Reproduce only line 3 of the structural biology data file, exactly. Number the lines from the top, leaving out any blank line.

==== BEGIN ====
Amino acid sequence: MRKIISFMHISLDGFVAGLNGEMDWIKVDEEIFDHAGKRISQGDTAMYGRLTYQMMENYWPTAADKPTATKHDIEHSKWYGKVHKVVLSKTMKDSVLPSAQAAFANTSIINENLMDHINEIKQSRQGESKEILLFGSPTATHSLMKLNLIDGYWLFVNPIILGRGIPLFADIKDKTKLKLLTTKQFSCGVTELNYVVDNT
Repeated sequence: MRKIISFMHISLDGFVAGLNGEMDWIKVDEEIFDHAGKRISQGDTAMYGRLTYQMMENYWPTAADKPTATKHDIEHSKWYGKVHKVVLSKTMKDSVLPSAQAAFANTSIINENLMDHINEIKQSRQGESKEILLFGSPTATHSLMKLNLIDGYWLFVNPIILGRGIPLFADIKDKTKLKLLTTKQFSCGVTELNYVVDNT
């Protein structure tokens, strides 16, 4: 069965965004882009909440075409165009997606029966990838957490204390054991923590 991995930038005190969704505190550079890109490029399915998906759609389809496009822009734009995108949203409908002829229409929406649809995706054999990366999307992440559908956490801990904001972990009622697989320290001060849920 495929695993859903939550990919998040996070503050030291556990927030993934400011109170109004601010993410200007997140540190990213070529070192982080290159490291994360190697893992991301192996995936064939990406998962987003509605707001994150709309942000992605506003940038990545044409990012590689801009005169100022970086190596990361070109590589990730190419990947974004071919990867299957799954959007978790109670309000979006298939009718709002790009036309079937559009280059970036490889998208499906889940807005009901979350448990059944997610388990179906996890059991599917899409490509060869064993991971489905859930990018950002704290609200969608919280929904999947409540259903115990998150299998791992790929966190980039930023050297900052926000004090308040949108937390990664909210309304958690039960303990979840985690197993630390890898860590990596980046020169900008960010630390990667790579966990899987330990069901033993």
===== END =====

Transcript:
């Protein structure tokens, strides 16, 4: 069965965004882009909440075409165009997606029966990838957490204390054991923590 991995930038005190969704505190550079890109490029399915998906759609389809496009822009734009995108949203409908002829229409929406649809995706054999990366999307992440559908956490801990904001972990009622697989320290001060849920 495929695993859903939550990919998040996070503050030291556990927030993934400011109170109004601010993410200007997140540190990213070529070192982080290159490291994360190697893992991301192996995936064939990406998962987003509605707001994150709309942000992605506003940038990545044409990012590689801009005169100022970086190596990361070109590589990730190419990947974004071919990867299957799954959007978790109670309000979006298939009718709002790009036309079937559009280059970036490889998208499906889940807005009901979350448990059944997610388990179906996890059991599917899409490509060869064993991971489905859930990018950002704290609200969608919280929904999947409540259903115990998150299998791992790929966190980039930023050297900052926000004090308040949108937390990664909210309304958690039960303990979840985690197993630390890898860590990596980046020169900008960010630390990667790579966990899987330990069901033993």